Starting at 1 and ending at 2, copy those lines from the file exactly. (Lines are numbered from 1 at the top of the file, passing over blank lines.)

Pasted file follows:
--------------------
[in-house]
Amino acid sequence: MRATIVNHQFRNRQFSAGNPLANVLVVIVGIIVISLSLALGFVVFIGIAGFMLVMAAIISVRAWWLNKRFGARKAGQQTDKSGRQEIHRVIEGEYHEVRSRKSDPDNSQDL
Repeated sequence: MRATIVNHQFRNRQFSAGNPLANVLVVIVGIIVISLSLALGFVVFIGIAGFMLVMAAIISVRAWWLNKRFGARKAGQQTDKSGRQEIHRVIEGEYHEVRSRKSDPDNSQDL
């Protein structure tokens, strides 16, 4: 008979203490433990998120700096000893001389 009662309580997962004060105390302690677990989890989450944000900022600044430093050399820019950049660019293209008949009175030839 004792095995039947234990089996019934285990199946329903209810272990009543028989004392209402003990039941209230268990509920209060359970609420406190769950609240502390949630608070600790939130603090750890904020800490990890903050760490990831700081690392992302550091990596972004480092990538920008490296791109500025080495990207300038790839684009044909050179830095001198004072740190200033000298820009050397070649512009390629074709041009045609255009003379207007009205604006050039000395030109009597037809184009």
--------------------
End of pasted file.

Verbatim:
[in-house]
Amino acid sequence: MRATIVNHQFRNRQFSAGNPLANVLVVIVGIIVISLSLALGFVVFIGIAGFMLVMAAIISVRAWWLNKRFGARKAGQQTDKSGRQEIHRVIEGEYHEVRSRKSDPDNSQDL